Katie Olmsted 13:27
As a second grade teacher, are these lessons about how to be kind, something that you incorporate in what you teach to your kids?

Christina Dankert 13:37
Absolutely. So our building has a PBIS system, which is a positive behavior system throughout the building. And then we have another project that we incorporate each classroom incorporates that is called the positivity project. And that project is using all the language like empathy, kindness, compassion, teamwork, that those words don't mean anything without an adult, giving them examples, whether that's roleplay, whether that is through a picture book or a conversation. So you can say, Be Kind until you you know, said it and you have no air left, but it doesn't mean anything if they don't know what it looks like and what it feels like and what they're supposed to do with that.

Katie Olmsted 14:17
And that's something I have found, you know, I only have young kids, I have a three year old and a one year old, but it's been eye opening to me talking to my three year old when I say things like make a good decision. I think, well, of course he knows what a good decision is. But he has no idea, when push comes to shove. And I asked him okay, what's a good decision? I don't know.

Christina Dankert 14:37

Katie Olmsted 14:37
Same thing with kindness it It was eye opening to me that I told him, I don't know how many times be kind to your sister, be kind to your sister. And I don't think he understood what I was saying until we really dug into this. As his mom, I'm very happy now that we're getting into this. But as a teacher, how important is it in terms of kids Just being set up for success academically and in life, that they actually understand what kindness is, and that they feel it around them.

Christina Dankert 15:08
Absolutely. And I think you know, this idea of creating that classroom family, that classroom community, taking the time at the beginning of the year, when, yes, we have 100 things we have to do, but getting to know your students, letting them get to know you, your likes and your dislikes, and then building that time into your schedule, which I understand we have a lot to teach and get through. But you want them to leave your four walls of your classroom, yes, with academics that they need later in life and to be successful, but you also want them to be really great people. And that carries on and you know, as teachers, we have seven, seven and a half hours a day. And so the experiences that children come to our classroom with are extremely varying. And we take all of that and we blend it together, and we're able to show them that. Okay, so maybe you haven't experienced empathy, or maybe you haven't experienced kindness the same way in your home. But this is how we're going to do it here. And you just hope that that ripples out into the hallway, the cafeteria, you know, and then beyond into the communities.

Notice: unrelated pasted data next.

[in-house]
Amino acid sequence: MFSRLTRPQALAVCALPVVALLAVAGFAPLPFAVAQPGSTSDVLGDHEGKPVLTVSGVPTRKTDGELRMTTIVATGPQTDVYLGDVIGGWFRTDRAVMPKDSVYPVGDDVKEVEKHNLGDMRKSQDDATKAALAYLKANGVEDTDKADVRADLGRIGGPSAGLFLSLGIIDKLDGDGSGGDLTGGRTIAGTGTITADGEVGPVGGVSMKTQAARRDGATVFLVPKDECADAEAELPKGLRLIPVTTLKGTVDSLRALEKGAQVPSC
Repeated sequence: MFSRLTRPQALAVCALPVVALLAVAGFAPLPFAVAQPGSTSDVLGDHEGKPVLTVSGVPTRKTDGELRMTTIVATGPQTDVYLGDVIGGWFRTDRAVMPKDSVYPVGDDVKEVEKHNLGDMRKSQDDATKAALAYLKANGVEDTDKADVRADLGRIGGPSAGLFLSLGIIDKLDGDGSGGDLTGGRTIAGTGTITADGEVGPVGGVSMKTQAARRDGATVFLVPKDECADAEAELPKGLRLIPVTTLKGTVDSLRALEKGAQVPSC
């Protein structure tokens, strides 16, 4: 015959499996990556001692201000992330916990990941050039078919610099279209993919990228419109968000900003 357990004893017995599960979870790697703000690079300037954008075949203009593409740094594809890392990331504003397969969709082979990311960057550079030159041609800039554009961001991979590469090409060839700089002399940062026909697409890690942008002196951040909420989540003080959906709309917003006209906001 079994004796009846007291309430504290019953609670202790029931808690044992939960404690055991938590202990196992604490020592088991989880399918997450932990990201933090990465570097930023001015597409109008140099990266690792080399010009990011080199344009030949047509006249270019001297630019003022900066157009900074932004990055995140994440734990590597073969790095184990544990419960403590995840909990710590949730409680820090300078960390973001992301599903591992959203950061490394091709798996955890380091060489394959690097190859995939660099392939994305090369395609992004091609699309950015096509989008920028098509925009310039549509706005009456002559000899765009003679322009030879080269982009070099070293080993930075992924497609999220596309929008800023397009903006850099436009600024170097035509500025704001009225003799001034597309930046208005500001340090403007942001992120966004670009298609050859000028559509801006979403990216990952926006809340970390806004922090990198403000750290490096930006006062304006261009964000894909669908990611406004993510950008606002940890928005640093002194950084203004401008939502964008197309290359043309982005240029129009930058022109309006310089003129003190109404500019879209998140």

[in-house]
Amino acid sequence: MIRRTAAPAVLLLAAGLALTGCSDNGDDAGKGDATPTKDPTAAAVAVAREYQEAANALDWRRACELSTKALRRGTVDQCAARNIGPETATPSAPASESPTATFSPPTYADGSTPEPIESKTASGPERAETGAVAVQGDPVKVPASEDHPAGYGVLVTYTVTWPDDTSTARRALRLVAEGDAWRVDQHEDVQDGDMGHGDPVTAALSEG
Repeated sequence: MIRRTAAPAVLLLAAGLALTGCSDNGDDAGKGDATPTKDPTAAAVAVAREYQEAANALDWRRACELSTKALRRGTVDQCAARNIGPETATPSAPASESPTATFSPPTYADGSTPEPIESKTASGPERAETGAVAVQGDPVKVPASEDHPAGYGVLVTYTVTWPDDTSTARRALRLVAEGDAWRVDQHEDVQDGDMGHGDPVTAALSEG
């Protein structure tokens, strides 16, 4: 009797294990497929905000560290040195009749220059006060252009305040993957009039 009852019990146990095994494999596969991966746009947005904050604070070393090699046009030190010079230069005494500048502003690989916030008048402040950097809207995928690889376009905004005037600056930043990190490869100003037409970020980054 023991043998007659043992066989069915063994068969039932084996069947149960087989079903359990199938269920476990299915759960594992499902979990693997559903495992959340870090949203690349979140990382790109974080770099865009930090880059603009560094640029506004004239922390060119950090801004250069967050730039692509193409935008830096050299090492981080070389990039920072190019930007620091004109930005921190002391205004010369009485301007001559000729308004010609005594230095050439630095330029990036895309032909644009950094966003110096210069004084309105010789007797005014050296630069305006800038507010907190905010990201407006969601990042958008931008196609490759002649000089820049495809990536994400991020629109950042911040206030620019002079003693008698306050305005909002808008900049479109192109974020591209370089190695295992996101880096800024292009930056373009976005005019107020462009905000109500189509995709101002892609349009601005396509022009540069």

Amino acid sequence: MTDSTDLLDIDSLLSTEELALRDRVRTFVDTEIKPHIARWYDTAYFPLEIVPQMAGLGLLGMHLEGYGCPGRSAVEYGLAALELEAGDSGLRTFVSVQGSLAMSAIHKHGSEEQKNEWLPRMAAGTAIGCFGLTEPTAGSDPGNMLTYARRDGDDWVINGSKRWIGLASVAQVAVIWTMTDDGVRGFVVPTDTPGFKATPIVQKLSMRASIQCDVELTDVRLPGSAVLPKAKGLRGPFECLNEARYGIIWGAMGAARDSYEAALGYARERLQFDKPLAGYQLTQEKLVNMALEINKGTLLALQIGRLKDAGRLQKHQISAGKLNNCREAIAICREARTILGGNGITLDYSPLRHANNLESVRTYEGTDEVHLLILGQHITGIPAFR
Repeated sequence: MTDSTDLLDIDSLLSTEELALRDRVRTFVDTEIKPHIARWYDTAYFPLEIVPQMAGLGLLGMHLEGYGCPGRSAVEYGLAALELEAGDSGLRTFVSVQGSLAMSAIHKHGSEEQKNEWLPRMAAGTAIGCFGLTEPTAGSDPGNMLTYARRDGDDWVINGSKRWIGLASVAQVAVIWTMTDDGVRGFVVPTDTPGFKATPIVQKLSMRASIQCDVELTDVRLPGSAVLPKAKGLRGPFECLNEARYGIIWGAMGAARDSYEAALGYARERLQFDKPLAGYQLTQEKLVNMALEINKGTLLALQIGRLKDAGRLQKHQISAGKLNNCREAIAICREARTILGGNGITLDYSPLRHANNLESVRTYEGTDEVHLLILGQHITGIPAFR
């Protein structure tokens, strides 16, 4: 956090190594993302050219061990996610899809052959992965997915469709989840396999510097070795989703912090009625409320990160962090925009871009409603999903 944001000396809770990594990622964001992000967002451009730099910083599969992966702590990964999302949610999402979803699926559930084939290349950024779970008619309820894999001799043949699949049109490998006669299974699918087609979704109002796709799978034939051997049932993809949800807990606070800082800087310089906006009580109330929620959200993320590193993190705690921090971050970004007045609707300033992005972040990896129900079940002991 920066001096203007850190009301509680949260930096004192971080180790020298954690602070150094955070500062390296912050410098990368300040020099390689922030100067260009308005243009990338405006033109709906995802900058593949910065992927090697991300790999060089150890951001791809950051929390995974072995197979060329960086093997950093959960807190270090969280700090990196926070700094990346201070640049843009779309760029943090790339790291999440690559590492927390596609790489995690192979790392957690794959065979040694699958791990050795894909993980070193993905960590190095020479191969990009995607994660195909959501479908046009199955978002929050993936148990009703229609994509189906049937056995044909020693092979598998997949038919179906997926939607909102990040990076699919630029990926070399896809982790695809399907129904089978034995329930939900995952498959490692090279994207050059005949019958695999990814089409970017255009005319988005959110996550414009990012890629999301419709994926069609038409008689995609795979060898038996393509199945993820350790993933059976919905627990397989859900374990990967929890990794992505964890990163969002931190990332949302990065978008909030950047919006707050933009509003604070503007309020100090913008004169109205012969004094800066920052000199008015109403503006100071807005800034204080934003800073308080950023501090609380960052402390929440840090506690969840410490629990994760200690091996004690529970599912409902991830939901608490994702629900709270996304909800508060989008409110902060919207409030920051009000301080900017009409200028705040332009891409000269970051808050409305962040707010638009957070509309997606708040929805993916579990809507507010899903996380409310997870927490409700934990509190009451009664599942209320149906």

Katie Olmsted 16:15
Have you seen that? Have you seen your students be kinder people to each other and outside your classroom because of this?

Christina Dankert 16:24
I think one book is not magical. I wish it was. I think when teachers select very specific picture books, and they carve out that time, that's when the magic happens. I think that picture books, they're a springboard for us. They're safe and comfortable for kids, because they can ask those questions, whether it's somebody who celebrates a different holiday than we do, whether it's somebody who uses a different tool, like has a pair of glasses, or has a hearing aid, things that maybe they haven't had that experience in their life, they're able to ask those questions in a safe space. I think, you know, kids are just curious, and they don't have that filter. And so if they ask some of these questions, they come off as like, oh my gosh, I can't believe my kid, when really, they're just they want to know more. And once you explain things, they're like, cool. Got it. And they move on. And things are celebrated, instead of appearing like, oh, that's different. You know, we want that celebration.

Katie Olmsted 17:24
So what is next? Is there another book on the horizon from you?

Christina Dankert 17:30
It becomes a little bit addictive, I have to say. I have a little notebook that just keeps filling with ideas. I have other manuscripts that I am working on, all with some sort of positive character strength that I hope to put out in the world. I think, you know, there's only one Mr. Wilson, and there's only one kindness machine, but it definitely made me excited. It has become quite a passion. And I sure hope that there's more.

Katie Olmsted 17:59
I sure hope so, too. Christina Denkert, thank you so much.

Christina Dankert 18:02
Thank you so much for having me, Katie.

Katie Olmsted 18:07
If you'd like to get a copy of The Kindness Machine for yourself, you can find the link in the show notes for this episode. And while you're there, make sure you click that subscribe button so you don't miss an episode of Education Matters in the future. New episodes come out every Thursday, but you can join the conversation anytime. Email me at or connect with the Ohio Education Association on social media. We're @OhioEA on Facebook, Twitter, and Instagram. Until next time, stay well.